How I Confused a Hotel into Giving Me a Free Suite Upgrade

An interesting thing happened on a recent stay at the Hyatt Regency Austin. I wound up with a ‘free’ upgrade to a suite with view of Lady Bird Lake and a patio. And I almost got kicked out of that suite!

I’m not going to do a full review of the hotel, as I’ve already written about this property here and here (so didn’t feel the need to write about it after several subsequent stays, natch).

Hyatt Gold Passport offers complimentary upgrades to Diamond members, but those upgrades exclude suites. Some hotels will give out available suites to diamonds if available anyway, but the program doesn’t promise it. If a Diamond wants a suite, they can confirm one at time of booking four times per year (for up to 7 nights on each stay) using a Diamond Confirmed Upgrade Certificate received electronically each year in their account. (And any Hyatt Gold Passport member can confirm suites with points, but while the Diamond suite upgrades can be used on any rate booked through a Hyatt channel, points upgrades require paying the Hyatt Daily Rate at a city hotel and for a better than base room at a resort.)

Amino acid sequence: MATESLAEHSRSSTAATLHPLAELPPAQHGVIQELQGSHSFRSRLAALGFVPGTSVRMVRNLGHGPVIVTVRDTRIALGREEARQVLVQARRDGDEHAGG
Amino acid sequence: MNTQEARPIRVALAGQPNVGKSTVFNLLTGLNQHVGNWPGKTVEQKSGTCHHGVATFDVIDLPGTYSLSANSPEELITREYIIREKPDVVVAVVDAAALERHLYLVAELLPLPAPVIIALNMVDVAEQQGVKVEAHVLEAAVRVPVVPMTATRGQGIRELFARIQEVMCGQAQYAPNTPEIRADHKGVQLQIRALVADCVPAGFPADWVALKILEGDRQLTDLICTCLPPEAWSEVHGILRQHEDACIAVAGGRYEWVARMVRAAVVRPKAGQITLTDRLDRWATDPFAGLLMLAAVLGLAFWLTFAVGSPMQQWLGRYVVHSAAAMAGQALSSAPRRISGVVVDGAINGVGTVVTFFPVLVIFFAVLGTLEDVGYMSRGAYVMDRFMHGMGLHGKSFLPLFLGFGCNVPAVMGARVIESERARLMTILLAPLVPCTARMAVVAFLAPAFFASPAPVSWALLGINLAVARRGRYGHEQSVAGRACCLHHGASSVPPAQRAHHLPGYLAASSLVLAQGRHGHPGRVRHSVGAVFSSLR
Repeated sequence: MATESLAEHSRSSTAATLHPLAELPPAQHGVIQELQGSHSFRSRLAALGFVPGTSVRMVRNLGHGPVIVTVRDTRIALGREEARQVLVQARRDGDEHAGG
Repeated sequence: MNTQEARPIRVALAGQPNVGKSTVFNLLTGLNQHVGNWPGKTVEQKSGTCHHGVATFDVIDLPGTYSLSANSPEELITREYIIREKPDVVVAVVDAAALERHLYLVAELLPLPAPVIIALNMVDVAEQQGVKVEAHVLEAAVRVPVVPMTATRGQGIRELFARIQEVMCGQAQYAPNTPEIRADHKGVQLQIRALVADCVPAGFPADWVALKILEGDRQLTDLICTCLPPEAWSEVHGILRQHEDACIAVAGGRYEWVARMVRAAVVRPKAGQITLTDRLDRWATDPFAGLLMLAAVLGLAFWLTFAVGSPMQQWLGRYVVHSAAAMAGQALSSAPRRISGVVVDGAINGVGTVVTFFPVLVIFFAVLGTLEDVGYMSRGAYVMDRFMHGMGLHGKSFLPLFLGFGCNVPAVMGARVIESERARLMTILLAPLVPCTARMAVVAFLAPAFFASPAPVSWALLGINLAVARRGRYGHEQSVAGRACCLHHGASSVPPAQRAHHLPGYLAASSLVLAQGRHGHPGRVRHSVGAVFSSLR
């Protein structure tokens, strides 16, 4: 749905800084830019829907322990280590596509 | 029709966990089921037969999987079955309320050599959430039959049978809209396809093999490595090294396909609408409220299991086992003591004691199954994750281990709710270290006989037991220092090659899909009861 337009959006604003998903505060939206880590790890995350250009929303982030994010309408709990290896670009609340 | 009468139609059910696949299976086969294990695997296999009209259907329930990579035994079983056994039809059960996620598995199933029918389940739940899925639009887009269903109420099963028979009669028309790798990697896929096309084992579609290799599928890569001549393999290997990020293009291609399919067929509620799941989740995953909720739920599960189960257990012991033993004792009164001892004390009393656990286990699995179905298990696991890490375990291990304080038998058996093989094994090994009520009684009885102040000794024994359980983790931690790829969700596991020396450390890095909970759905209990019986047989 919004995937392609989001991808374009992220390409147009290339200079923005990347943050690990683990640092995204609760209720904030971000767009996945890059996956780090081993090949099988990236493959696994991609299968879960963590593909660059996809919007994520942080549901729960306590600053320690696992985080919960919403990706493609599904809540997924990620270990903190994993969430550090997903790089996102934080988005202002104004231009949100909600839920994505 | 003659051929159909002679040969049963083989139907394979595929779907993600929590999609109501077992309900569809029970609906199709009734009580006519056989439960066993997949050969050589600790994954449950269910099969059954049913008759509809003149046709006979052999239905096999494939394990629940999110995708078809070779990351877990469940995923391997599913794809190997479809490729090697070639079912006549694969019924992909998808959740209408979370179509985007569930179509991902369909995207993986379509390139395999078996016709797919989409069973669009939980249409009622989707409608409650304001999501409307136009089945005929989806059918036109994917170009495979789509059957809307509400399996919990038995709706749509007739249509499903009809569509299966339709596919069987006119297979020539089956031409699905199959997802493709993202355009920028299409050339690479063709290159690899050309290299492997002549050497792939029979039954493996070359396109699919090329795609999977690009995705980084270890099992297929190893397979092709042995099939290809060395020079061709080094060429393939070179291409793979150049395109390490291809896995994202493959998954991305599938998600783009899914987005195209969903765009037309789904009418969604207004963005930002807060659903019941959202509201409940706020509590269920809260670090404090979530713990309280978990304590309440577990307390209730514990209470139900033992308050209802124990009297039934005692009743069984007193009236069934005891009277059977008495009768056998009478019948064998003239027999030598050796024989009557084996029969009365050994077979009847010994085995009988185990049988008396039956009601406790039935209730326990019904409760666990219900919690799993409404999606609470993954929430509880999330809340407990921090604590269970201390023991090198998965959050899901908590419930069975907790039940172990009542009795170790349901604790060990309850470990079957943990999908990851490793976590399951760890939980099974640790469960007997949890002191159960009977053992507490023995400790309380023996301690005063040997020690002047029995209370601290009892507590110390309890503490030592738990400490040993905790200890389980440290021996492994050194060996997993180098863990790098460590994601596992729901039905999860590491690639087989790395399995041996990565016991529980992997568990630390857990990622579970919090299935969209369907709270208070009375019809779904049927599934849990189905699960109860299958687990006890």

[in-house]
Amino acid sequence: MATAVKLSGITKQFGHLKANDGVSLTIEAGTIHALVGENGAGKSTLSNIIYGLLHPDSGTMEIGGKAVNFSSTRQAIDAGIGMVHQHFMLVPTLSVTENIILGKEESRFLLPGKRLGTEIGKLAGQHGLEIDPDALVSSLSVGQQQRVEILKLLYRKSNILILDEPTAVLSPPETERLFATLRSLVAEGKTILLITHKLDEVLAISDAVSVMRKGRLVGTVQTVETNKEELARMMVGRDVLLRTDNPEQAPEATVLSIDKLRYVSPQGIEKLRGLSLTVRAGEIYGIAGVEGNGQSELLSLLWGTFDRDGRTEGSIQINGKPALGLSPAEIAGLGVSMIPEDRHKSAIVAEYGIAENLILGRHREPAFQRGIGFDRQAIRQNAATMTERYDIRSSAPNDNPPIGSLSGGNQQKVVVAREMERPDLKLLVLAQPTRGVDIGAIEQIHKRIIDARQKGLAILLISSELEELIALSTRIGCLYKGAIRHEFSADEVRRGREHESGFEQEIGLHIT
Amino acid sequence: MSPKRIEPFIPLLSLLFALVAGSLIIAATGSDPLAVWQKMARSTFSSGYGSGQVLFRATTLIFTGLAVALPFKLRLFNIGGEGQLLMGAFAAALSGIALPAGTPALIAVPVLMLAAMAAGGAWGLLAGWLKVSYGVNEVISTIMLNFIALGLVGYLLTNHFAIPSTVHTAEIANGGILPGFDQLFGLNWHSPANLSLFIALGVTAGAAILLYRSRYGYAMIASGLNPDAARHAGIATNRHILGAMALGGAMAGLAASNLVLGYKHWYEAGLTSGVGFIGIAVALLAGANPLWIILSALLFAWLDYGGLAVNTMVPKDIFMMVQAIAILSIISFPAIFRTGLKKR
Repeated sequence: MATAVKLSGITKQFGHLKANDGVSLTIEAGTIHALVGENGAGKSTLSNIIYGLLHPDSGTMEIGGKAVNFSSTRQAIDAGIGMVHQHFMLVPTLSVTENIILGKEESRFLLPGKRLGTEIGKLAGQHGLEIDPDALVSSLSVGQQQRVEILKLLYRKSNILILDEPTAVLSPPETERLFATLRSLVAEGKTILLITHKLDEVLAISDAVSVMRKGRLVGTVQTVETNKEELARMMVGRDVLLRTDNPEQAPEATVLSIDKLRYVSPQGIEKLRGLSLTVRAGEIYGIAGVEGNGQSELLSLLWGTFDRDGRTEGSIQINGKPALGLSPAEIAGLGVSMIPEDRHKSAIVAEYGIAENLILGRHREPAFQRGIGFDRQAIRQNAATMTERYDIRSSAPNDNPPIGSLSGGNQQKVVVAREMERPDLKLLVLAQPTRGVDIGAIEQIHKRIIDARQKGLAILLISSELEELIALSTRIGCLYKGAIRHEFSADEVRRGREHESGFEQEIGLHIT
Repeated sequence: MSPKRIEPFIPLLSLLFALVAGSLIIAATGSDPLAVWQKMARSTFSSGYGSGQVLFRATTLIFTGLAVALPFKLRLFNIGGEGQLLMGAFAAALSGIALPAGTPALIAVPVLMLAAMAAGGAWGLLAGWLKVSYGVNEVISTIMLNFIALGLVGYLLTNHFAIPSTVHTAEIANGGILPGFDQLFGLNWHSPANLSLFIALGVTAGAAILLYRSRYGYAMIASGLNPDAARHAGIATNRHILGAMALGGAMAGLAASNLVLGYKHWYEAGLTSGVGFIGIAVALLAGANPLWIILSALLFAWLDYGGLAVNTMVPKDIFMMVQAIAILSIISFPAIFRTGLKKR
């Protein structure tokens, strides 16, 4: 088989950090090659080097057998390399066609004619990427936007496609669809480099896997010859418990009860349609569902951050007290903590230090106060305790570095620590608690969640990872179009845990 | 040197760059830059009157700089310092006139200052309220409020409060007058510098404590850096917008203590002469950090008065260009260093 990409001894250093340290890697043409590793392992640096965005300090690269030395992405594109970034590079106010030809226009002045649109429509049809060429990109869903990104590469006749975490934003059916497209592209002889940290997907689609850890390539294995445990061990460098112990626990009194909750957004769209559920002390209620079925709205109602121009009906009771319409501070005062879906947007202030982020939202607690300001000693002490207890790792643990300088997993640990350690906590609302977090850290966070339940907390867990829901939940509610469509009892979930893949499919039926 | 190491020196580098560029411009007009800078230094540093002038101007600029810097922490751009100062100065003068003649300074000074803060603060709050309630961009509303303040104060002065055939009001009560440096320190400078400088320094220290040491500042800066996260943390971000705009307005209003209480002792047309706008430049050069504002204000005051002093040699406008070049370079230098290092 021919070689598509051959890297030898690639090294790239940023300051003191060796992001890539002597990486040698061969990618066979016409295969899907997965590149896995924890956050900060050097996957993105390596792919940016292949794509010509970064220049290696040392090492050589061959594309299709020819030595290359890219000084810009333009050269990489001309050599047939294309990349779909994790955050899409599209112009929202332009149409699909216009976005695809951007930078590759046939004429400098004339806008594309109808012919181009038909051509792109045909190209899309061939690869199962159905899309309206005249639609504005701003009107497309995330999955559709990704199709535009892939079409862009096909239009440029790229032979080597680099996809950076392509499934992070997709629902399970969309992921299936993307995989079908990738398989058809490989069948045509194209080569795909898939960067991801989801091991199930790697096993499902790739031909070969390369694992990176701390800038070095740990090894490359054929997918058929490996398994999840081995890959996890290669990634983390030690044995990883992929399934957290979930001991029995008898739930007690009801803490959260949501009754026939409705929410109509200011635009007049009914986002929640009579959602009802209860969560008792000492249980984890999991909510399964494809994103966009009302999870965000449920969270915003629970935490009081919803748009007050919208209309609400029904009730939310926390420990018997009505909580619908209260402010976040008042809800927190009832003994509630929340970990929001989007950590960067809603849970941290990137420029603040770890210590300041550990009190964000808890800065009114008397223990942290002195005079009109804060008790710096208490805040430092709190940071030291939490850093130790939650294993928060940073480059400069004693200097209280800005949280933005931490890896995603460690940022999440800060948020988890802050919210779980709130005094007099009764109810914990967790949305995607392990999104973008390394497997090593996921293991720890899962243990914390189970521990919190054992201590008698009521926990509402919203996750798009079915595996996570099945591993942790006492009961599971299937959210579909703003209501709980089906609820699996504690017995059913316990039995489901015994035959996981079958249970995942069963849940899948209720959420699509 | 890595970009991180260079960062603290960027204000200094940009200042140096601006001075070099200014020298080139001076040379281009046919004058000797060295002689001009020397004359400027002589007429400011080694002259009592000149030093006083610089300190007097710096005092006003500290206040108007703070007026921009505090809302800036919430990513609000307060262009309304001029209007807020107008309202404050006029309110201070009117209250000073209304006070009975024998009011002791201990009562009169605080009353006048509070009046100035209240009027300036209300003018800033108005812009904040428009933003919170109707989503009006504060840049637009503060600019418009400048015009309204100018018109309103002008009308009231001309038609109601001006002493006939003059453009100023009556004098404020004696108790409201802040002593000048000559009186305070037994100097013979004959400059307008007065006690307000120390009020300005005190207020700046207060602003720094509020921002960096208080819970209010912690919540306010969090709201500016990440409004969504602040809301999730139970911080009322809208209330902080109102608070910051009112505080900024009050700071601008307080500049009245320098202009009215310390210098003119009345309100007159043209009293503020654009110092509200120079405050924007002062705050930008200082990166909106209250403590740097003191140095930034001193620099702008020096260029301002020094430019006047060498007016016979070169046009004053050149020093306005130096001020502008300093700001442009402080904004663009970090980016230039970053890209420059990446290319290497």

I had a three night stay at the Hyatt Regency Austin, and the reservation was somewhat complex. There was a conference rate available for the second and third nights of my stay, so I booked that. I made a separate reservation at the AAA rate for the first night.

I wanted to confirm a suite upgrade using one of my Diamond upgrade certificates, but couldn’t do it because the group reservation was made with the group and the rooming list wasn’t actually provided to the hotel until a couple of weeks before the stay. The hotel just didn’t have a reservation fro me for nights two and three.

By the time that reservation appeared, there was a suite available for nights one and two of the stay, but not for the third night. I put in the request for it, hoping the last night would open up as check-in approached.

I didn’t, so I gave up on the suite upgrade. I downgraded back to a regular room, got my suite upgrade back, and I requested a ‘patio king’ room.

At check-in the agent spent quite a long time looking through the notes to my reservation. She saw the two reservations, linked, so there would be no problem staying through until Sunday (without getting locked out of my room and having to get a new key). She told me I was upgraded to a river view patio suite. (The suite upgrade was still in my account, so free!)

I confirmed with her that the suite was assigned for the full stay, and it was. Score!

Saturday afternoon I was working in the suite when housekeeping came to the room.

They were surprised to find me there, thought I had checked out, and had planned to clean the room and separate the two rooms so that the living room area could be assigned as a room to another guest. Apparently the hotel was overbooked.